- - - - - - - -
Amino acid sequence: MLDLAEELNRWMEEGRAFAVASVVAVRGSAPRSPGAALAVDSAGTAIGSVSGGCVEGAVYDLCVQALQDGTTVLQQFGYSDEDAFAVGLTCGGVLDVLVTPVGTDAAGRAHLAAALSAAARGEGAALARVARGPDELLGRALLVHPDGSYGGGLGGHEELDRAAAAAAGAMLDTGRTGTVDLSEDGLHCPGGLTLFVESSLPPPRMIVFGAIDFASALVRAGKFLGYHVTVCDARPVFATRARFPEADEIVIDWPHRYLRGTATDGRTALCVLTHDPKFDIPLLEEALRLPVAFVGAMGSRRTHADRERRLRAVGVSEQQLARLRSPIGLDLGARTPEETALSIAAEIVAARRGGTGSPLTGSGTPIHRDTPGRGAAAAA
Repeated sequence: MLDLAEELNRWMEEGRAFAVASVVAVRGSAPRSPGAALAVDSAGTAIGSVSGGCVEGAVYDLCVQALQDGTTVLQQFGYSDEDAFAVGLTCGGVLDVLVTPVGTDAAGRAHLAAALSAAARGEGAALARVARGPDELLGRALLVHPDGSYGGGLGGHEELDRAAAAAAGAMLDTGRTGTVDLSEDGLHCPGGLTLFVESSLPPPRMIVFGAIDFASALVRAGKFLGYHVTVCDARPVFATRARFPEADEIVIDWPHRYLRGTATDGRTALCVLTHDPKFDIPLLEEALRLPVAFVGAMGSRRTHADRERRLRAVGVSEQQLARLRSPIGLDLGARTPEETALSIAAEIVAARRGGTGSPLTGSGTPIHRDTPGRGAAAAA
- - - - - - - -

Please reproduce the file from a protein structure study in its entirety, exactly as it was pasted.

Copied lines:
Amino acid sequence: MLDLAEELNRWMEEGRAFAVASVVAVRGSAPRSPGAALAVDSAGTAIGSVSGGCVEGAVYDLCVQALQDGTTVLQQFGYSDEDAFAVGLTCGGVLDVLVTPVGTDAAGRAHLAAALSAAARGEGAALARVARGPDELLGRALLVHPDGSYGGGLGGHEELDRAAAAAAGAMLDTGRTGTVDLSEDGLHCPGGLTLFVESSLPPPRMIVFGAIDFASALVRAGKFLGYHVTVCDARPVFATRARFPEADEIVIDWPHRYLRGTATDGRTALCVLTHDPKFDIPLLEEALRLPVAFVGAMGSRRTHADRERRLRAVGVSEQQLARLRSPIGLDLGARTPEETALSIAAEIVAARRGGTGSPLTGSGTPIHRDTPGRGAAAAA
Repeated sequence: MLDLAEELNRWMEEGRAFAVASVVAVRGSAPRSPGAALAVDSAGTAIGSVSGGCVEGAVYDLCVQALQDGTTVLQQFGYSDEDAFAVGLTCGGVLDVLVTPVGTDAAGRAHLAAALSAAARGEGAALARVARGPDELLGRALLVHPDGSYGGGLGGHEELDRAAAAAAGAMLDTGRTGTVDLSEDGLHCPGGLTLFVESSLPPPRMIVFGAIDFASALVRAGKFLGYHVTVCDARPVFATRARFPEADEIVIDWPHRYLRGTATDGRTALCVLTHDPKFDIPLLEEALRLPVAFVGAMGSRRTHADRERRLRAVGVSEQQLARLRSPIGLDLGARTPEETALSIAAEIVAARRGGTGSPLTGSGTPIHRDTPGRGAAAAA